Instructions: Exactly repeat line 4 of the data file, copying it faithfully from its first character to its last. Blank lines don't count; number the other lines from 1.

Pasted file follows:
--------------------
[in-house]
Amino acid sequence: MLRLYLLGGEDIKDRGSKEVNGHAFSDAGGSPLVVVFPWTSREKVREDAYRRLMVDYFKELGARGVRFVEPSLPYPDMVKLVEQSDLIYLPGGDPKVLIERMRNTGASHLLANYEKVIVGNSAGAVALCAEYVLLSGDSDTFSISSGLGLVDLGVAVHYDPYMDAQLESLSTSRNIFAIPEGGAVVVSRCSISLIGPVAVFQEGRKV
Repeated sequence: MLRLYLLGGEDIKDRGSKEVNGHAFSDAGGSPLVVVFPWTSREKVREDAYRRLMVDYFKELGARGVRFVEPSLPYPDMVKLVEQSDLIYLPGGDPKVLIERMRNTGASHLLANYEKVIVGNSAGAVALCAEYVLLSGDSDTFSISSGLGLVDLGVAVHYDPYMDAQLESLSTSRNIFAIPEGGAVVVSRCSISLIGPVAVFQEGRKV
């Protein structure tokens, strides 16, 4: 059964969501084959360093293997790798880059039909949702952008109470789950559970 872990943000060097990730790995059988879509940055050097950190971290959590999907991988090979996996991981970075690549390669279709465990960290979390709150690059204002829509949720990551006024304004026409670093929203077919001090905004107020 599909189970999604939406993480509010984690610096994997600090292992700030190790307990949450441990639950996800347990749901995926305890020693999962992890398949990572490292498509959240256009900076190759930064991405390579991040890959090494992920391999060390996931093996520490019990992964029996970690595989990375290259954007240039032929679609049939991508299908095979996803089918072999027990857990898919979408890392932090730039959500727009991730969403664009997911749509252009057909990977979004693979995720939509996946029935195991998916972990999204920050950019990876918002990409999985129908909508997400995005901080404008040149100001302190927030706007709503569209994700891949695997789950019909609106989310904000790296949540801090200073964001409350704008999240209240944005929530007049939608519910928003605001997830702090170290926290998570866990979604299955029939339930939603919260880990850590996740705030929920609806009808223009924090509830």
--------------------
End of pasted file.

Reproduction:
């Protein structure tokens, strides 16, 4: 059964969501084959360093293997790798880059039909949702952008109470789950559970 872990943000060097990730790995059988879509940055050097950190971290959590999907991988090979996996991981970075690549390669279709465990960290979390709150690059204002829509949720990551006024304004026409670093929203077919001090905004107020 599909189970999604939406993480509010984690610096994997600090292992700030190790307990949450441990639950996800347990749901995926305890020693999962992890398949990572490292498509959240256009900076190759930064991405390579991040890959090494992920391999060390996931093996520490019990992964029996970690595989990375290259954007240039032929679609049939991508299908095979996803089918072999027990857990898919979408890392932090730039959500727009991730969403664009997911749509252009057909990977979004693979995720939509996946029935195991998916972990999204920050950019990876918002990409999985129908909508997400995005901080404008040149100001302190927030706007709503569209994700891949695997789950019909609106989310904000790296949540801090200073964001409350704008999240209240944005929530007049939608519910928003605001997830702090170290926290998570866990979604299955029939339930939603919260880990850590996740705030929920609806009808223009924090509830």